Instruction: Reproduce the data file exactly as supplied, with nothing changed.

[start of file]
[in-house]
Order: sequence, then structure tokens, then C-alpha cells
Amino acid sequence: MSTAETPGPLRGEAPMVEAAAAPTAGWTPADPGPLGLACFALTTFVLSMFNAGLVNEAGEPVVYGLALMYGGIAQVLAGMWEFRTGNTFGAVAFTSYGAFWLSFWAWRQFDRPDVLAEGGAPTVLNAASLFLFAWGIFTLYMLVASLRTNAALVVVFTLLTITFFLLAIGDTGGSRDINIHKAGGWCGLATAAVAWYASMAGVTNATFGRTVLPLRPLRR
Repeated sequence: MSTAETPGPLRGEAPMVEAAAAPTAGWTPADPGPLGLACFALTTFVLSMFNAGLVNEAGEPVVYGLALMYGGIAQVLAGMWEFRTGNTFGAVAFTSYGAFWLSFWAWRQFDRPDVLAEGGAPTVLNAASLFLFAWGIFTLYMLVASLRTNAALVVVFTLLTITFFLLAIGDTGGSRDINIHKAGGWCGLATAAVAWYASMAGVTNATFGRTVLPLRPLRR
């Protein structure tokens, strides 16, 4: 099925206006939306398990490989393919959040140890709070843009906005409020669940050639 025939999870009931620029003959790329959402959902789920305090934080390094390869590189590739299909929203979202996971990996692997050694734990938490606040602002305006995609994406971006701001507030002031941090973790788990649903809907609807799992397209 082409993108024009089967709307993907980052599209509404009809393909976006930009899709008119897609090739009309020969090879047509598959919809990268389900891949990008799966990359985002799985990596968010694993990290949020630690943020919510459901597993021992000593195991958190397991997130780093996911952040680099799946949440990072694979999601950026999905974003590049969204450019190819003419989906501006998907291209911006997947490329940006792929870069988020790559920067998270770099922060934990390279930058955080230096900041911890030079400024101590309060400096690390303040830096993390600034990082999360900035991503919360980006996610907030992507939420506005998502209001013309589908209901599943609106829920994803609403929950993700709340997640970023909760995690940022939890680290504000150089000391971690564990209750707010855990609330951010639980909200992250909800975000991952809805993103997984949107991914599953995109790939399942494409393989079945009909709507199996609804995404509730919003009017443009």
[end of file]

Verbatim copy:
[in-house]
Order: sequence, then structure tokens, then C-alpha cells
Amino acid sequence: MSTAETPGPLRGEAPMVEAAAAPTAGWTPADPGPLGLACFALTTFVLSMFNAGLVNEAGEPVVYGLALMYGGIAQVLAGMWEFRTGNTFGAVAFTSYGAFWLSFWAWRQFDRPDVLAEGGAPTVLNAASLFLFAWGIFTLYMLVASLRTNAALVVVFTLLTITFFLLAIGDTGGSRDINIHKAGGWCGLATAAVAWYASMAGVTNATFGRTVLPLRPLRR
Repeated sequence: MSTAETPGPLRGEAPMVEAAAAPTAGWTPADPGPLGLACFALTTFVLSMFNAGLVNEAGEPVVYGLALMYGGIAQVLAGMWEFRTGNTFGAVAFTSYGAFWLSFWAWRQFDRPDVLAEGGAPTVLNAASLFLFAWGIFTLYMLVASLRTNAALVVVFTLLTITFFLLAIGDTGGSRDINIHKAGGWCGLATAAVAWYASMAGVTNATFGRTVLPLRPLRR
């Protein structure tokens, strides 16, 4: 099925206006939306398990490989393919959040140890709070843009906005409020669940050639 025939999870009931620029003959790329959402959902789920305090934080390094390869590189590739299909929203979202996971990996692997050694734990938490606040602002305006995609994406971006701001507030002031941090973790788990649903809907609807799992397209 082409993108024009089967709307993907980052599209509404009809393909976006930009899709008119897609090739009309020969090879047509598959919809990268389900891949990008799966990359985002799985990596968010694993990290949020630690943020919510459901597993021992000593195991958190397991997130780093996911952040680099799946949440990072694979999601950026999905974003590049969204450019190819003419989906501006998907291209911006997947490329940006792929870069988020790559920067998270770099922060934990390279930058955080230096900041911890030079400024101590309060400096690390303040830096993390600034990082999360900035991503919360980006996610907030992507939420506005998502209001013309589908209901599943609106829920994803609403929950993700709340997640970023909760995690940022939890680290504000150089000391971690564990209750707010855990609330951010639980909200992250909800975000991952809805993103997984949107991914599953995109790939399942494409393989079945009909709507199996609804995404509730919003009017443009």